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Great news: there's a scientific excuse to eat ice cream for breakfast

Nobody can stop you now, not even Mum

Great news: there's a scientific excuse to eat ice cream for breakfast
30 August 2017

I’m a big fan of eating things that you’re not meant to eat for breakfast, for breakfast. Like, cheese and cucumber sandwiches, or an entire packet of Bombay mix, or half a box of chicken nuggets that has mysteriously appeared on your bed in the morning, complete with dip that hasn’t completely spilled onto your sheets, so is definitely salvageable. Why should Big Breakfast dictate what you can and can’t eat in the morning? If I can have cereal for dinner, then I can damn well have a Pot Noodle for breakfast.

Or a bowl of ice cream, say. 

I mean, I personally have never done this, but I can certainly get behind the idea. I like ice cream in the evening, and I like it at lunch, so why won’t I like it in the morning?

And now I have a solid bit of scientific reasoning to throw in the faces of the ice cream detractors, enabling me to sit back, feet up, and slop a gloopy chunk of yellow cream down my grateful gullet.

That bit of reasoning is thus: according to Yoshihiko Koga, professor at Kyorin University in Tokyo, swapping cereal for ice cream can improve alertness and mental performance.

Koga gave a bunch of people a load of mental tasks to complete, some had ice cream after waking up (lucky), and the others did not (gutted). It turned out that those that had ice cream moustaches had quicker reaction times and were more adept at processing information. They also had higher levels of alpha waves, which are linked to alertness. Ice cream = super smart powers, basically.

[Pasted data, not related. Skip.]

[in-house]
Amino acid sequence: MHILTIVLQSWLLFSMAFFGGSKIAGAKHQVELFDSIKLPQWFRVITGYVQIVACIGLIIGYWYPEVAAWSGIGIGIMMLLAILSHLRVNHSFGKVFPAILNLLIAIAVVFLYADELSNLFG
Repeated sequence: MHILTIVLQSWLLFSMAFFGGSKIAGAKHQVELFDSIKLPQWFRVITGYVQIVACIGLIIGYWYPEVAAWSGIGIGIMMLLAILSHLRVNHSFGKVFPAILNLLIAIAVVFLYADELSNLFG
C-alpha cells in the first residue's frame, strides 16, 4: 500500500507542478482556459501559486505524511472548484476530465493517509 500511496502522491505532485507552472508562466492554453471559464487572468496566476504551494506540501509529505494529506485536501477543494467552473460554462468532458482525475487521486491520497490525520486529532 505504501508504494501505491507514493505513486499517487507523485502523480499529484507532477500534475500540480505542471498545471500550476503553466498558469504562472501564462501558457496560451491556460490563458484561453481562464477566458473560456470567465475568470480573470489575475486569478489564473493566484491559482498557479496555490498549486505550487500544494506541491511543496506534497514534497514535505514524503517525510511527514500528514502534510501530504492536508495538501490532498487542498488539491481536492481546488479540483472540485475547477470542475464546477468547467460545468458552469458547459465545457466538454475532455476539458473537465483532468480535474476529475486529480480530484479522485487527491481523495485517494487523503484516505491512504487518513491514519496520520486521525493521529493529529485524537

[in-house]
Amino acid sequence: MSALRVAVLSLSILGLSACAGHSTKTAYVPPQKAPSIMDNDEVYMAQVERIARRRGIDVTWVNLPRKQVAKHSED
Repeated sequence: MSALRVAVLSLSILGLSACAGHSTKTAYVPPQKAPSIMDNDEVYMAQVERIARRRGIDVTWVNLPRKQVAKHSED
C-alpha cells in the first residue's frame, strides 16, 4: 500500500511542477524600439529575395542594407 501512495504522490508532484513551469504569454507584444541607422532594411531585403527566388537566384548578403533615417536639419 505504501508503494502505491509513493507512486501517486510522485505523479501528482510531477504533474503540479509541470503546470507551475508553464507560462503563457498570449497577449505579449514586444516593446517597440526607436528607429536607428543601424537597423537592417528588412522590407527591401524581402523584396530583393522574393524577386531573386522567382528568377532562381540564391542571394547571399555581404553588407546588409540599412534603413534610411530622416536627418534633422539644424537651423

It's breakfast time!

He then did the experiment again, but instead of getting ice cream, the guinea pigs got a glass of water (GUTTED!!!), and he found that ice cream still provided higher levels of mental capacity and alertness.

Of course, there’s a good chance that this could all just be the indulgent work of a mad scientist who just really loves Carte D'Or and wants to stop arguments with his wife before work, so the experiment does have its cereal-loving skeptics. Like Katie Barfoot, a Nutritional Psychology Doctoral Researcher at Reading University, who, determined to ruin our fun, told The Telegraph:

“A possible explanation [for increased alertness]... is the simple presence of consuming breakfast vs. not consuming breakfast. Our brain needs glucose to function, and a high glucose meal will aid mental capacity considerably compared to a fasted brain.

“This, however, does not condone eating dessert for breakfast. A study which explores the interaction between consumption of low and high GI foods, whilst including a fasted group, would establish a better understanding of this increased mental capacity.”

Ugh, such a killjoy. Let me and my mate Koga eat our Soleros for breakfast, we’re not hurting anyone. It’s either that or a Vegemite omelette, and trust me here, spreading Vegemite onto an omelette rips it to pieces – nobody should start their day that angry. Bung a sphere of Neapolitan into my front orifice and I’m about ten times less stressed. The world is my oyster.


(Image: Rex)